A: For me, it’s all about the students and collaborating with like-minded individuals who share a passion for raising the bar in living and learning environments. I take great pride in knowing that I can contribute to positive change in students’ lives and their impact on society on our planet.
Q: What trends are you seeing in student housing?
A: I am excited to see a shift in our industry that is supporting affordable housing solutions that focus on mental, social, and physical wellness. Biophilia is an overused term these days, but it has a powerful impact on a human’s well-being.
Q: Is there anything that makes you uniquely suited to working in this sector?
A: My journey in this sector has been a unique blend of two professional lives—one as an architectural professional and the other as a development manager in student housing. These distinct roles have enriched my expertise and vision, allowing me to craft architectural concepts that seamlessly align with financial objectives while upholding the utmost quality. Quality and innovation are at the heart of my work, and I’m excited to keep pushing boundaries in this ever-evolving field.
Q: What’s a memorable career moment?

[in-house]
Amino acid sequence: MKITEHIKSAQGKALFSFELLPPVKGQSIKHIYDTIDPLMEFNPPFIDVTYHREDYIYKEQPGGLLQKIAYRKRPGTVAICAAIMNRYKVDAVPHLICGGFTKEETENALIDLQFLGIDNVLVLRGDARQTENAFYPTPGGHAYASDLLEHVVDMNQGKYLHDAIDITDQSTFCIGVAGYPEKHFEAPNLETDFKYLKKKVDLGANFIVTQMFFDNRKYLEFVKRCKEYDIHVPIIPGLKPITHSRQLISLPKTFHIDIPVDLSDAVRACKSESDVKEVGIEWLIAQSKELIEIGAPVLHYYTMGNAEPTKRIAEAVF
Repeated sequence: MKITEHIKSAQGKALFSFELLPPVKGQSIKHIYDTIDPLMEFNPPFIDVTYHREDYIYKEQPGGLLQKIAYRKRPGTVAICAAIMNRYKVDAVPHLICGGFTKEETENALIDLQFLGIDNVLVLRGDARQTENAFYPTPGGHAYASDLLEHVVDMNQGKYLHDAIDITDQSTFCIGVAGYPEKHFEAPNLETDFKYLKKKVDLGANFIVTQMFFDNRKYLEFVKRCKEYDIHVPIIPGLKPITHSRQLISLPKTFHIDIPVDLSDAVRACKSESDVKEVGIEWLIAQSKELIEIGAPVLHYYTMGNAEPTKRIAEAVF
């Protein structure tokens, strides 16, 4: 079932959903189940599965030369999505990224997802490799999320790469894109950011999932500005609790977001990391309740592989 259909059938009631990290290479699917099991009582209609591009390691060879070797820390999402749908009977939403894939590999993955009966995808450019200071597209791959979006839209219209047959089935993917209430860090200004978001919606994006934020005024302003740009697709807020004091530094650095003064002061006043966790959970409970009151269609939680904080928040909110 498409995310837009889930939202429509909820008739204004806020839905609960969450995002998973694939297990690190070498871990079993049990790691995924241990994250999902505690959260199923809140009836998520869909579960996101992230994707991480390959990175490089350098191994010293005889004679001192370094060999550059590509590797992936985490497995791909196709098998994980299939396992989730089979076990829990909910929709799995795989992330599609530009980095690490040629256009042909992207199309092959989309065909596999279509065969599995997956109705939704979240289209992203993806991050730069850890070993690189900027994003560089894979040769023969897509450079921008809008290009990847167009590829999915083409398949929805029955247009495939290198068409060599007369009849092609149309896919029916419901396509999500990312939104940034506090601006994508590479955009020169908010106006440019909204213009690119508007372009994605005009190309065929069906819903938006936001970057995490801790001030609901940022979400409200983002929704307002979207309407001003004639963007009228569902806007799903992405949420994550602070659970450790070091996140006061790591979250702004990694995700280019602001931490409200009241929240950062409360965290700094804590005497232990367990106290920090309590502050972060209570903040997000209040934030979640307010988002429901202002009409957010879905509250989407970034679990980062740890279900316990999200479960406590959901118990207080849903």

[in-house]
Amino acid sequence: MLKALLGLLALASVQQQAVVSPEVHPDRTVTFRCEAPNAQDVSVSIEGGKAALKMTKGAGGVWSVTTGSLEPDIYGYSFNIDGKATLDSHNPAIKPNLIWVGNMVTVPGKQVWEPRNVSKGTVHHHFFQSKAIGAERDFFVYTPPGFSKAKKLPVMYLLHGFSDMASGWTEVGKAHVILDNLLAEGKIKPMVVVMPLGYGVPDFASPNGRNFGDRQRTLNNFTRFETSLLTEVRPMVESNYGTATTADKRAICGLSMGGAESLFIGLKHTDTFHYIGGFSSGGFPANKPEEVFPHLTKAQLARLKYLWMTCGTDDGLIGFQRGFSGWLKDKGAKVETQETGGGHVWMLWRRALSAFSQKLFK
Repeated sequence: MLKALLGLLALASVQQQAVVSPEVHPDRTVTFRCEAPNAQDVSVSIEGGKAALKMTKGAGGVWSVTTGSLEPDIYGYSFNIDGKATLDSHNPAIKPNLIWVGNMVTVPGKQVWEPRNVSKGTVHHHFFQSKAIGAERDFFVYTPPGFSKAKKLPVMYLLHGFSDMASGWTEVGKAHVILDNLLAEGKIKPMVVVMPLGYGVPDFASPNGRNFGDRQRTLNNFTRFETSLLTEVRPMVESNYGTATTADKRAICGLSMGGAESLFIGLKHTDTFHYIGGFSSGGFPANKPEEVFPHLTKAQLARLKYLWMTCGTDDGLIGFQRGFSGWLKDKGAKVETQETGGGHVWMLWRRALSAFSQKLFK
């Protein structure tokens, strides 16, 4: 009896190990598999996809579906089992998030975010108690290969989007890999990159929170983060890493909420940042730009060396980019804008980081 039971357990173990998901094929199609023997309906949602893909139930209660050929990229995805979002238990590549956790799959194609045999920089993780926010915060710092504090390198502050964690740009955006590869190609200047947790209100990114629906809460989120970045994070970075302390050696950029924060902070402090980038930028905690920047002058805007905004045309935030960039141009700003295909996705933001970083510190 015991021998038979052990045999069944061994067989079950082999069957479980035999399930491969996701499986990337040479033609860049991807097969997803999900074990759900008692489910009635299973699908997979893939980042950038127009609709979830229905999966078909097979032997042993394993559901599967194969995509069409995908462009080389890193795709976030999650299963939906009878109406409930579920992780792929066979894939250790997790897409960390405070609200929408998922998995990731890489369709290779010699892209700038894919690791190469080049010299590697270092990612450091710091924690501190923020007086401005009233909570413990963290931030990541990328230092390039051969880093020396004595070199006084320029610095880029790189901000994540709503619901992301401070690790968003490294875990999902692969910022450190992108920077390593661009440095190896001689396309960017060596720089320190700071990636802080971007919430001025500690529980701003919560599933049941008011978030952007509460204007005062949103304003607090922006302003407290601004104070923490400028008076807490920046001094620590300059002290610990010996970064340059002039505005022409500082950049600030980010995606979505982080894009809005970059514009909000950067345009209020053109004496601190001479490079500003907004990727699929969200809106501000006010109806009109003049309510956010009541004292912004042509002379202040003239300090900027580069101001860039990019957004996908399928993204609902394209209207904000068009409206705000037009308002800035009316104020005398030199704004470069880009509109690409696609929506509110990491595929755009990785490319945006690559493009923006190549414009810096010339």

A: One of my first student housing projects was remodeling an old dining hall in a student housing complex. We had the opportunity to do some fun design work that we thought the students would love. The day it opened, I snuck in before the students came in and acted like I was going to school there so I could see what they had to say firsthand. Their expressions and the incredible praise of the design still inspire me today.
Q: What changes have you seen in this sector over the years?
A: Watching the amenity race die. Instead, projects are becoming statements of well-being and sustainability.
Union on Broadway
Want to get to know more of the Student Housing Team? Learn about Alissa Brandt and Matt Janssen here.
New Code Increases Accessibility
At Ankrom Moisan, we work hard to ensure an equal experience for all users of the spaces we design. We explore how to push beyond the expected with accessibility features on projects like Wynne Watts Commons, and we welcome updated codes and standards to address the needs of our community. As the 2021 Building Code takes effect in each jurisdiction, the embedded 2017 A117.1 Standard for Accessible and Usable Buildings and Facilities also takes effect. The new 2017 A117.1 provides significant updates to accessibility clearances based on a study of wheelchair users. The A117.1 is developed by the International Code Council (same authors as the International Building Code). Their challenge is to find the best design criteria for a wide range of abilities, from wheelchair users to standing persons with back problems to persons with low vision or hearing challenges. Ankrom Moisan has participated in their process as an “interested party” in one issue, kitchen outlets, and can attest to the countless hours that go into just one requirement.